A Step-by-Step Look at the Architecture Design Process
Before you begin planning your home design or remodel project, it can be helpful to understand the different steps involved in the architectural design process. This will empower you to plan for everything that will be involved, and will also allow you to have a better concept of what the schedule for your project will look like.
In short, the process of designing an architectural project can be thought of as being very similar to a funnel. You and your architect will first start with the big ideas that will form the basis of your entire project—how you plan to use your home, how you want your home to make you feel, etc.—and then get more and more specific as you move further into the design work.
Below is an overview of the key stages that are commonly found in architectural projects. The specific phases or stages of your project may vary slightly depending on your particular needs.
The Residential Architecture Design Process
Pre-design refers to the fact gathering stage. This is where your architect will seek to understand your desires and goals for the project and then create a scope and program that will guide it. A site survey and zoning study, if required, should take place during this phase.
2. Schematic Design
In the schematic design phase, the architect should have a clear idea of what you are trying to achieve in the project, and will use this understanding to lay out the general moves for the structure. How will the structure be massed? How many stories will be involved? Will the bedrooms be located on the first floor or the second floor? The idea is to understand how the spaces will relate to each other and how the structure will relate to its site, before diving into the specific design.
3. Design Development
During design development, the client and architect will have settled on the general layout of the project, and with that layout determined the architect will move on to design more specific areas and items.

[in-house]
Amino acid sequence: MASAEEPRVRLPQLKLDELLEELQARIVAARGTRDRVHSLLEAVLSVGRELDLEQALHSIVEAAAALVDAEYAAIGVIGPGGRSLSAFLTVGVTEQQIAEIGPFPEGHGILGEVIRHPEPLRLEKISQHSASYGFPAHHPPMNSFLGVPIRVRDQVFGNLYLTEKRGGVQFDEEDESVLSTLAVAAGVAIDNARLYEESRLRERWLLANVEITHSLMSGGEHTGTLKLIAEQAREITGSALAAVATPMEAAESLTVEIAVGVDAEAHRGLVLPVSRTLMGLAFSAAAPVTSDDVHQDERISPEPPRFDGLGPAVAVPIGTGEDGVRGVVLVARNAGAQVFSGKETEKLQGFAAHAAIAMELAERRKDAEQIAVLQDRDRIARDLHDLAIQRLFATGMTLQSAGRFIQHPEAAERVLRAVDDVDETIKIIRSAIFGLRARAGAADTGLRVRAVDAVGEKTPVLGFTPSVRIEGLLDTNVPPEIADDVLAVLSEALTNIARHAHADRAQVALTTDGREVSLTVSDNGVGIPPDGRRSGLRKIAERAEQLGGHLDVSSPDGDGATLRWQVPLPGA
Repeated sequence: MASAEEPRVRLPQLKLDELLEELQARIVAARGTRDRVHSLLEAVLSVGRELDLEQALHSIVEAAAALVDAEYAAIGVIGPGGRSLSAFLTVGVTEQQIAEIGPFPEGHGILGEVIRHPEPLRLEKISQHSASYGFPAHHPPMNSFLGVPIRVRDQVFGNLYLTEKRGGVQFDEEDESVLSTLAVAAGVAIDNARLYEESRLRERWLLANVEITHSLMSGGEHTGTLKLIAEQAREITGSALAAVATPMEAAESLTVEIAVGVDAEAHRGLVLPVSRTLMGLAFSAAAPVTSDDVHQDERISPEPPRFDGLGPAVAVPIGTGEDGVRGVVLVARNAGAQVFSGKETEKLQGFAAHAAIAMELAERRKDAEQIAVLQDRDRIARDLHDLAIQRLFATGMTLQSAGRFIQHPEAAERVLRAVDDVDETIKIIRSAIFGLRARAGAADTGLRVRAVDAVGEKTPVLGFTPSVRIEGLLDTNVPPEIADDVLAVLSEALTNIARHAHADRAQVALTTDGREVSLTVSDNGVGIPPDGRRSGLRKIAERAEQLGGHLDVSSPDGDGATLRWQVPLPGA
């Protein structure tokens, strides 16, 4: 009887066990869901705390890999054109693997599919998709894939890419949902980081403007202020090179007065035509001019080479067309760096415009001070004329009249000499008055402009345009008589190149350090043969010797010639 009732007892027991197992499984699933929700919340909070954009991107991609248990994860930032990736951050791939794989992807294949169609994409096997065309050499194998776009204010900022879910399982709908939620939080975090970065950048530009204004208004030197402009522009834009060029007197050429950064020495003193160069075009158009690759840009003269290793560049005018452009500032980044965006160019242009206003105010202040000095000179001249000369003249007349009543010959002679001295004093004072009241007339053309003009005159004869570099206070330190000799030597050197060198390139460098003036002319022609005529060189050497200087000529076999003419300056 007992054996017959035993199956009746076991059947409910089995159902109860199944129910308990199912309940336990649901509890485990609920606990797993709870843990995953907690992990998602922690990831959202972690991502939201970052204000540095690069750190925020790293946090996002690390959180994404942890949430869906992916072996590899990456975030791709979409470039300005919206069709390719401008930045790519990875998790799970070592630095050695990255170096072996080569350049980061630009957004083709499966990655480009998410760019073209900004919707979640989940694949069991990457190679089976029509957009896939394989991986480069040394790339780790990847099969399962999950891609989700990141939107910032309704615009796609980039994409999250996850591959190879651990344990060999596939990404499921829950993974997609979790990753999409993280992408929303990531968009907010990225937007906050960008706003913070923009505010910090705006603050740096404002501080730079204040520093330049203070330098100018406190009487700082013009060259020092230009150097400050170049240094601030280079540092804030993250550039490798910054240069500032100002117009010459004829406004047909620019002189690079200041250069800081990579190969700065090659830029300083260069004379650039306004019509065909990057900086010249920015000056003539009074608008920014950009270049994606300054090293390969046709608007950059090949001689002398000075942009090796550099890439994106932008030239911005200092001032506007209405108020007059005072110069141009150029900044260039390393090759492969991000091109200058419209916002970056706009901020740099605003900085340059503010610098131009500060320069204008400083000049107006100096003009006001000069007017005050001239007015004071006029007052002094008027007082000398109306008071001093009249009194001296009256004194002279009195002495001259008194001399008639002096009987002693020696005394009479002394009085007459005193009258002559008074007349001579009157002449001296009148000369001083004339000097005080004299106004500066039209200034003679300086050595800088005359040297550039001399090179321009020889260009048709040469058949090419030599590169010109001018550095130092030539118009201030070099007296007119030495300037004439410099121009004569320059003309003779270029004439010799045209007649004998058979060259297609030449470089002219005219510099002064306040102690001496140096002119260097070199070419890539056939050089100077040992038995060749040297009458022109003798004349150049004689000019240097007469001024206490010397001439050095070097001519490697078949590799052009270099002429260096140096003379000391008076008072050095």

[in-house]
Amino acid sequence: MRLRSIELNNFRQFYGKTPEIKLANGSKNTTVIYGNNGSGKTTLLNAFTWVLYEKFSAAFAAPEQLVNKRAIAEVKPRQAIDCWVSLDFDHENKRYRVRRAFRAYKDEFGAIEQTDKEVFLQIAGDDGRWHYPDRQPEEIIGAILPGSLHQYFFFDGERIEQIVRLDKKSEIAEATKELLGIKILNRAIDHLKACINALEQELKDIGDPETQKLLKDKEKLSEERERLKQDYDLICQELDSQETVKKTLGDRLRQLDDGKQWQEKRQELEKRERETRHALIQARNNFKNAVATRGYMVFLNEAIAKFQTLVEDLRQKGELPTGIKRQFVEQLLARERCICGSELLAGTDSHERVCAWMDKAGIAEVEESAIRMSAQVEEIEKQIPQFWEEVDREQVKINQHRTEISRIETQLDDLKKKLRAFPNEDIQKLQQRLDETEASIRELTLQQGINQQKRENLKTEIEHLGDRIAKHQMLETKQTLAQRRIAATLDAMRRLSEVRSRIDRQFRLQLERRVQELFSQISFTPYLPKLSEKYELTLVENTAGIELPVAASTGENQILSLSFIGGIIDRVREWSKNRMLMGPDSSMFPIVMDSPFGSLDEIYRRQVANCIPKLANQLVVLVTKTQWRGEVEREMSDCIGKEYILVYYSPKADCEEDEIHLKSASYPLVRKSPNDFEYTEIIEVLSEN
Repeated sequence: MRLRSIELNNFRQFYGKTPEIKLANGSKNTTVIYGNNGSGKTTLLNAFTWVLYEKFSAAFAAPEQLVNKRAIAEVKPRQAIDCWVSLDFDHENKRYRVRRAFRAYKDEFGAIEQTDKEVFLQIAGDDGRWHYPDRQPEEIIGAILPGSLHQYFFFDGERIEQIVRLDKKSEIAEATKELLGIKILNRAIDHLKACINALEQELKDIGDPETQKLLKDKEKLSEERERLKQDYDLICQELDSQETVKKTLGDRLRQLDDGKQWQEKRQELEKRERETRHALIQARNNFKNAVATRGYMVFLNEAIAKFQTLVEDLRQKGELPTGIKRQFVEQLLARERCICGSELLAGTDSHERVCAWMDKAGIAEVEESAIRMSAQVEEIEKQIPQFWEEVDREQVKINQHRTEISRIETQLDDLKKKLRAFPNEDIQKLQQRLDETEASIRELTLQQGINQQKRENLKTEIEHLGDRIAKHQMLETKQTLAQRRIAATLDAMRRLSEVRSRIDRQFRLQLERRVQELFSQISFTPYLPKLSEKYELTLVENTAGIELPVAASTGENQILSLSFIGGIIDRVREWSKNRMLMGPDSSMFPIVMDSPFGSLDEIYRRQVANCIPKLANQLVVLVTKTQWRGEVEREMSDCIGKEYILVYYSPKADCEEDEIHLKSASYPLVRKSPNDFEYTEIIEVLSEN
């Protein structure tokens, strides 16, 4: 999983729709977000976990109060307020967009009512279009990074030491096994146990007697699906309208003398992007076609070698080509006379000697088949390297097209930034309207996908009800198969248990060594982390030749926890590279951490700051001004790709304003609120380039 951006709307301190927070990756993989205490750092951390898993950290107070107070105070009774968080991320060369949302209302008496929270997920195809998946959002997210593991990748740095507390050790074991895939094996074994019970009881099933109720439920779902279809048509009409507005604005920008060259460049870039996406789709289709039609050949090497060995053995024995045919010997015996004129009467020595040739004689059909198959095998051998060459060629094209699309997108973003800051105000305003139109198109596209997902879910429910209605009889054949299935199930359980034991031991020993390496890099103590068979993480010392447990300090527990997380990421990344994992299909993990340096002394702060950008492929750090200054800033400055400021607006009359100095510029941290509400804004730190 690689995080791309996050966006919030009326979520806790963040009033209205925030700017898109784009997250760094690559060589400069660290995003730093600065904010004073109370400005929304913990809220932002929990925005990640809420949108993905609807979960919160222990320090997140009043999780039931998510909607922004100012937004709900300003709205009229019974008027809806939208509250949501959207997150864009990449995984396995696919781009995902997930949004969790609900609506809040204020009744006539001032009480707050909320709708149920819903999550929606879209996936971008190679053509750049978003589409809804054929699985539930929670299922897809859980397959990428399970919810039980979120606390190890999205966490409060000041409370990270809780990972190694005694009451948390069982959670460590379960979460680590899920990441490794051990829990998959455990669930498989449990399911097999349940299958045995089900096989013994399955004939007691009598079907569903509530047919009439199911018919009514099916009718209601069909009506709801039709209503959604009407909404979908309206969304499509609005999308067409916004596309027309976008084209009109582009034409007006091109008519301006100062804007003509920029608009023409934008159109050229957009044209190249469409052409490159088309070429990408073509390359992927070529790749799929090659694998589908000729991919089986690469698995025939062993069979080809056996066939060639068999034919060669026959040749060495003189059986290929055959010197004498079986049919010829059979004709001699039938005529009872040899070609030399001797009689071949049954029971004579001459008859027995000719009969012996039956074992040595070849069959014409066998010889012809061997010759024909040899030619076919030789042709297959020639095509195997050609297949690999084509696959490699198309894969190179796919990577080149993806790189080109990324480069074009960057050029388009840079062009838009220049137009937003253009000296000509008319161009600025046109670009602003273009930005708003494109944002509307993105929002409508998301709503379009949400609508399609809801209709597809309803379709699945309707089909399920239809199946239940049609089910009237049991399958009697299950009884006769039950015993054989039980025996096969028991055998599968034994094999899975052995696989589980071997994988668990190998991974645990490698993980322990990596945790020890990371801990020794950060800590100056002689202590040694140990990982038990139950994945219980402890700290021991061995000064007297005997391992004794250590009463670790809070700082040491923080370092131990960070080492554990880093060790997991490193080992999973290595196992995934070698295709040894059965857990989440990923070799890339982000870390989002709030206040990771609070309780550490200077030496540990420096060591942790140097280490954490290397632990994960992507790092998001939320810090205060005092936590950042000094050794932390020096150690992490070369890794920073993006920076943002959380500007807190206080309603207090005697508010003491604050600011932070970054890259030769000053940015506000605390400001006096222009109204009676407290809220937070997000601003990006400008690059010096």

This will include virtually all of the “design” decisions for the project, including the layout, material selection, appliance selection, and lighting considerations for major rooms such as the kitchen, bathroom, living spaces, and bedrooms. It will also include selecting a window and door manufacturer, finalizing the interior and exterior material palette, selecting hardwood (such as cabinets or flooring), proposing the electrical layout of the house, and more.
This is the phase where the project really “comes to life” and begins adding in enough detail to begin making important decisions. At each phase in the process, the client will sign off on the design to ensure that they are happy with it and also to reduce the need for major revisions later.
4. Construction Documents
In the construction documentation phase, the architect will prepare the technical drawings that the contractor will use to bid and ultimately build the project. This will include all construction documents and a specification book.
The permitting of the project can start at various parts along the process. The client and architect should discuss the pros and cons of when to submit along with the client level of comfort possible city changes. Permitting comes somewhere between design dev and construction docs.
In the bidding phase, you will select one or multiple contractors for your project. You can do this on your own if you wish, but many architects are happy to assist you in obtaining and reviewing bids. At this point in the project, all major decisions have been made, and the details have been settled, ensuring that the documents given to the contractor are final.
6. Construction Administration
While construction is actually taking place, the architect will usually play a role as an observer of the process. Typically, this means they are there to help solve problems or challenges that may arise during construction, or to generally assist in getting a high-quality final project. This will often involve answering questions, thinking through challenges, and generally advising the process.
It’s About a Partnership
Finally, it’s important to note that any architect worth their weight in salt will feel just as strongly about the success of your project as you will. With this in mind, your project should feel like a partnership. If you begin working with an architect and find that you do not feel respected or in control, then it may be time to consider finding a new architect who will take just as much pride in the work as you will in your eventual home.